Billy Plimpton has a stammer, but he also has a plan to get rid of it. Once he does, he's going to be the most popular boy in his new secondary school and a brilliant stand-up comedian. Until then, he needs to stay silent, avoid the school bully, and definitely not sign up for the talent show.
The Boy Who Made Everyone Laugh is heartwarming, uplifting and very, very funny.
Billy was a great character who goes through a lot over the course of the novel and comes out the other side laughing (and has us laughing along with him). I loved the jokes opening each chapter and Billy's stand-up routines, which bring as much joy and laughter to the reader as they do to the characters on the page.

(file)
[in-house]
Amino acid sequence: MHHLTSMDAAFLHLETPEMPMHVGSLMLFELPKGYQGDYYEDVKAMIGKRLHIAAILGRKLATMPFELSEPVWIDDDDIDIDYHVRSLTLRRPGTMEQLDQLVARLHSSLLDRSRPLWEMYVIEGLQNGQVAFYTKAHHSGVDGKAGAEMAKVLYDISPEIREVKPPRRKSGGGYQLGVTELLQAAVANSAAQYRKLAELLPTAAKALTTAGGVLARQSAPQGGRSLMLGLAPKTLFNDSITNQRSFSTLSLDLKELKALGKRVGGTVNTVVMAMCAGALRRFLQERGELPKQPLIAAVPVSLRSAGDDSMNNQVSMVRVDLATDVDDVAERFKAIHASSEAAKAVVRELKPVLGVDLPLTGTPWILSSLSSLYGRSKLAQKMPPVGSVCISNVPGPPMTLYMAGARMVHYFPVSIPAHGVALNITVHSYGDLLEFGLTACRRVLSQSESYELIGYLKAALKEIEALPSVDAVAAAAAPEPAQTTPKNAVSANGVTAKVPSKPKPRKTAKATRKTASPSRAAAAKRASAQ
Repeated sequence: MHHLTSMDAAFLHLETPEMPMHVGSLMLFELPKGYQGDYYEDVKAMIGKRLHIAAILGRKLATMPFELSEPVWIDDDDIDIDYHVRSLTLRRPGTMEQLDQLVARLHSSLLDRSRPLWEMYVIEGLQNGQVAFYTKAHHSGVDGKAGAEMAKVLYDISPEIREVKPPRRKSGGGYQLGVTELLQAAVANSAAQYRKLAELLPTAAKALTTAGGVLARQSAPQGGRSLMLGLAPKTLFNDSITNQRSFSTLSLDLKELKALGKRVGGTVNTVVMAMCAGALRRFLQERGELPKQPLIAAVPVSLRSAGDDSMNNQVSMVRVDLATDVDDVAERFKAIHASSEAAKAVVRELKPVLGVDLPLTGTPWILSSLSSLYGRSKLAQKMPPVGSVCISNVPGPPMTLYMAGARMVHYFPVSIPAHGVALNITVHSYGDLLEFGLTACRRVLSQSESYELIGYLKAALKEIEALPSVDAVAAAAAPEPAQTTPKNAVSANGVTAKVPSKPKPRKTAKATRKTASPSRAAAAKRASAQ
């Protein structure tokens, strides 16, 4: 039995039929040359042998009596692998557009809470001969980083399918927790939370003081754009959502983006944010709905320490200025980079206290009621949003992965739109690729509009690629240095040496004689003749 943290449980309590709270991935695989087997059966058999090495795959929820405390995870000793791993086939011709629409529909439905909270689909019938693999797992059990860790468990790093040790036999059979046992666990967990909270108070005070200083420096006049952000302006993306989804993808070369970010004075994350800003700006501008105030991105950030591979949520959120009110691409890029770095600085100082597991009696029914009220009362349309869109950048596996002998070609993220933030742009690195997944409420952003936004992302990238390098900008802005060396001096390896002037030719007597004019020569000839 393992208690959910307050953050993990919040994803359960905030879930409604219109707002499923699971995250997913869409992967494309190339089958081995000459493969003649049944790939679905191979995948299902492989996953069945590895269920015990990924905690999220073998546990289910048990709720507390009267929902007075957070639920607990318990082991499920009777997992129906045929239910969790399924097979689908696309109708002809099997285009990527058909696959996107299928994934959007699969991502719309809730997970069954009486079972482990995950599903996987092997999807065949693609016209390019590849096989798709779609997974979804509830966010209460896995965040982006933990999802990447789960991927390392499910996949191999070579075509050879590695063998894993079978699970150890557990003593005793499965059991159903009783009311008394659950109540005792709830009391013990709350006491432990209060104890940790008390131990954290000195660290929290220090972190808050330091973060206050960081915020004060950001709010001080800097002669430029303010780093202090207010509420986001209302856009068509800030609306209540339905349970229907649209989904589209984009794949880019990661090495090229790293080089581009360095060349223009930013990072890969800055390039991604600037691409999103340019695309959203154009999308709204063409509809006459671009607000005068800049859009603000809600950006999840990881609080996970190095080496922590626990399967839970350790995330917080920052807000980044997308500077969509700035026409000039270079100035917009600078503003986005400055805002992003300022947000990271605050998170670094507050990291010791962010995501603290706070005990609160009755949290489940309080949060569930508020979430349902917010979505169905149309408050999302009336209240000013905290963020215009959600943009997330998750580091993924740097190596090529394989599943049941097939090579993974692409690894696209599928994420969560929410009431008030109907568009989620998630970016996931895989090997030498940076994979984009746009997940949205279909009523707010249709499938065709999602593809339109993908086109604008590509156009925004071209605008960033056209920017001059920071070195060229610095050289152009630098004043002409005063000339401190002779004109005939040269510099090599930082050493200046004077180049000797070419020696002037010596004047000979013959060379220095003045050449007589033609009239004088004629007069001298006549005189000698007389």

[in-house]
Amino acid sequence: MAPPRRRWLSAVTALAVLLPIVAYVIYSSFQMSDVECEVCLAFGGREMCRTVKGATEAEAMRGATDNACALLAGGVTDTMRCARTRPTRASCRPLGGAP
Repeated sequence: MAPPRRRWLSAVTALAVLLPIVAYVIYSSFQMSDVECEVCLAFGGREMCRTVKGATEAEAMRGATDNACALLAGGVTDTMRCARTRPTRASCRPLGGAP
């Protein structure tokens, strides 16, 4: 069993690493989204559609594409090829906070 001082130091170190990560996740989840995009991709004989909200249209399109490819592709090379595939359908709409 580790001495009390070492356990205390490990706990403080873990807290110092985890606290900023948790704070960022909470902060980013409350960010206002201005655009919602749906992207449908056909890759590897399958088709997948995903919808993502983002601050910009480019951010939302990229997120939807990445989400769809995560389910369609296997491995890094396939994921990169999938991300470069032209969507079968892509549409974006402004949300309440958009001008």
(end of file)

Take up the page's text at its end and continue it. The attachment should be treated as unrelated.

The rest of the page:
However, despite its overall joy and lightness, this novel also deals with a lot of difficult issues which many children and young teens will be able to relate to: bullying, fitting in with friends, bereavement. It is about learning to feel comfortable being you, when you're convinced your life would be better if you were more like everyone else. Billy has a wonderful group of friends and a lot of supportive adults in his life, but ultimately he has to believe in himself if he is going to go after his dreams.
Helen Rutter's debut sparkles, and I can't wait to read whatever she writes next.
Thank you Scholastic, for sending me a copy of The Boy Who Made Everyone Laugh to review.